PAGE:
In addition to the tip about marking words that are unfamiliar - reading on an e-reader helps! My Kindle has the Oxford english dictionary installed and it's connected to Wikipedia if there's a wifi-connection. This means that if I just highlight the word I'm unfamiliar with, it'll give me the answer immediately.
If you aren’t enjoying a book or learning from it, stop reading it immediately. Flinging it across the room helps give closure.
There are so many books out there, but never enough time. According to Max Joseph, it's easier than you think to read a lot of books. Let's say, on average, you've got 50 years left in your life.
If you commit to reading for just 30 minutes every day, you will read close to a thousand books during the rest of your life, and you will become a major reader. That's 20 books every year. Anybody can build a habit of reading for half an hour a day!
I read every little chance I get. I rarely watch television, and try to limit my phone or computer time. You'd be surprised how much time that frees up to read; even 10 pages here or there adds up over the day.
I read instead of going on social media on public transit, waiting in doctor's offices, and in the evenings. I also read for a half hour before bedtime many nights.
Read with partner, read to your friends, read to your kids. Everyone can find 30 minutes in a day to read.
Easily attainable if you cut out things like tv shows, YouTube and video games. I truly recommend reading one book a week so you can join the 52 books a year club.
Last year I aimed for 52 and I landed in the low 40s, because most of my choices were pretty difficult. That's still a hell of a lot more than I would have read if I'd made some vague resolution like "I should read more."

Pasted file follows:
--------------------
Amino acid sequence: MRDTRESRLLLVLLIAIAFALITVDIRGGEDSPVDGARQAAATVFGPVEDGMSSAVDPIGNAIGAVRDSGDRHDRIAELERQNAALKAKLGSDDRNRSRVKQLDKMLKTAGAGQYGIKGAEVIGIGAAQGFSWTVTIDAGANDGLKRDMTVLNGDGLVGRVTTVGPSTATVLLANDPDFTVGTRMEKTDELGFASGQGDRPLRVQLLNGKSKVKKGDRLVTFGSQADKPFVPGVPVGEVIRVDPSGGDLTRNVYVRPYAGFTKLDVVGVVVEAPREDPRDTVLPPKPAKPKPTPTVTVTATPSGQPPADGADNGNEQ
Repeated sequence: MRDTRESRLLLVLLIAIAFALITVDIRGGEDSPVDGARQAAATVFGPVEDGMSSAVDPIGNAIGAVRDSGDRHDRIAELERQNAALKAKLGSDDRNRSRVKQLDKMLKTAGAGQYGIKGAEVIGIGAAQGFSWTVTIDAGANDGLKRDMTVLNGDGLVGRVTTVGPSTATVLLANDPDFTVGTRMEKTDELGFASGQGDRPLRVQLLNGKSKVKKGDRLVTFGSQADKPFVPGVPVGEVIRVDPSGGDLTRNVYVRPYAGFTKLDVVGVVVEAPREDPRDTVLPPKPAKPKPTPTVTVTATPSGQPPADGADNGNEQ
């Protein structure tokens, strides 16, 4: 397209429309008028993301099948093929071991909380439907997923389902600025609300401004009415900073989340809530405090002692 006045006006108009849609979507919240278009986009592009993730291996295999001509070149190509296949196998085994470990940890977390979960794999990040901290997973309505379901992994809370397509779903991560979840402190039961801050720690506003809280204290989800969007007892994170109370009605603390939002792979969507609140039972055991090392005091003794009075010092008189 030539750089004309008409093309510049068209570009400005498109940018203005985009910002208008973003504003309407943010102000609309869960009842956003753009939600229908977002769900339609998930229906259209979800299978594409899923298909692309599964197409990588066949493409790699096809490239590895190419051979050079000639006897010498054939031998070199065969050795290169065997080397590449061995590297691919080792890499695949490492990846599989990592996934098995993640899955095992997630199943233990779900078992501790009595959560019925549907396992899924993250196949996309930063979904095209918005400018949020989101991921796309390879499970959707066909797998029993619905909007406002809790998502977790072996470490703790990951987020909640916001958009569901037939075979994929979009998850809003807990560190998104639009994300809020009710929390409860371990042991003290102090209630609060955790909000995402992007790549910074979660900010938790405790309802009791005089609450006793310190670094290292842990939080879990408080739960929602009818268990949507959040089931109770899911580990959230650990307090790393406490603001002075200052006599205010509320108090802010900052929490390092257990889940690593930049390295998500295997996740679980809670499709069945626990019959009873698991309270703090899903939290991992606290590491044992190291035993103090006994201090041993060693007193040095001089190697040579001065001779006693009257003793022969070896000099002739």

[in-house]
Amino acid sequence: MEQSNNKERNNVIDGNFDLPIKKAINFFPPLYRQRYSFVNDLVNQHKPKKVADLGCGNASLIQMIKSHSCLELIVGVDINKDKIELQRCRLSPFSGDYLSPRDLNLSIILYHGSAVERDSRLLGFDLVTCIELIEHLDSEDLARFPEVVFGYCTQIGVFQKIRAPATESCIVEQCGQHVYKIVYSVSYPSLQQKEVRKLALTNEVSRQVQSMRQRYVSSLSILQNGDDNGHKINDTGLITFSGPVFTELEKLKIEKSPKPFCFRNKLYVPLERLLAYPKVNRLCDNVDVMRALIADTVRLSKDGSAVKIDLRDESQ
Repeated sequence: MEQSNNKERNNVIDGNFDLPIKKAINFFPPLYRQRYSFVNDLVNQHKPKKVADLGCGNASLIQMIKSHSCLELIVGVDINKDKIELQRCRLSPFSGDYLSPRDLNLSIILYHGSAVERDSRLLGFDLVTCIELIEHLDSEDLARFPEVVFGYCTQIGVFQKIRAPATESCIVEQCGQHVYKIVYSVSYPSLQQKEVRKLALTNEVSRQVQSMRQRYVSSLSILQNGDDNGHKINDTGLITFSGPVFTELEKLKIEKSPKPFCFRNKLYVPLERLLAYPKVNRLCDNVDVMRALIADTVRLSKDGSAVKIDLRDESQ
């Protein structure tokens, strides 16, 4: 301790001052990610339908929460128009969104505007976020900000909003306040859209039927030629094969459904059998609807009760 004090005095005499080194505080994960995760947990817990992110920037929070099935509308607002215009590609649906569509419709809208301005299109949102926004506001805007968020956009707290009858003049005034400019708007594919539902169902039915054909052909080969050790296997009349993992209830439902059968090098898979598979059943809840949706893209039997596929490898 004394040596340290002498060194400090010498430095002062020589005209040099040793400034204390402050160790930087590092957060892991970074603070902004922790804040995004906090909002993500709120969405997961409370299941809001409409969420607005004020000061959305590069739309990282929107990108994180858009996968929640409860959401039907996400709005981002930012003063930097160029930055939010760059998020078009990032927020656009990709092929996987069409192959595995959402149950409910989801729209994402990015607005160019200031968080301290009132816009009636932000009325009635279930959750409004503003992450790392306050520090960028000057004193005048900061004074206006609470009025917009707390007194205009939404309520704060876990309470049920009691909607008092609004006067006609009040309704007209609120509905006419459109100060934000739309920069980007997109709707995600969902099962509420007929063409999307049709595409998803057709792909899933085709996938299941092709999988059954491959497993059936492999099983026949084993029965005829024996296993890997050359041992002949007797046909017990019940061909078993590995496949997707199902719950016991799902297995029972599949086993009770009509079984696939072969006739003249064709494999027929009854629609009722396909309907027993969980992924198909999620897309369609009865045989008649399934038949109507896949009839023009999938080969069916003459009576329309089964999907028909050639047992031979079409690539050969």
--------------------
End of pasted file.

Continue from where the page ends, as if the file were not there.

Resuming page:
I also think unless someone always loves books more than other entertainment or has a professional reason to read so much, 52 books a year, might be too much. If you're just starting out, opt for a more realistic goal like 12 books in a year.
Finally, taking the Goodreads challenge and tracking your reading helps a lot.
Currently reading 5 books. 4 of them are non-fiction and one is fiction. This is a little more than my normal 2 or 3 but not unheard of for me. I always read more than one book at a time. Even if i like the book, I get bored after some time and need some variation.
I usually read a novel and a nonfiction (biography, self improvement, business, psychology, religion, spirituality, critical thinking, or history) book at the same time. Often just split between one work for entertainment and another for skill development. However, I'm now entrenched deep enough into fiction that some diversity was needed and have added in some shorter standalone books alongside it. Nice to be able to dip into a different genre based on your mood.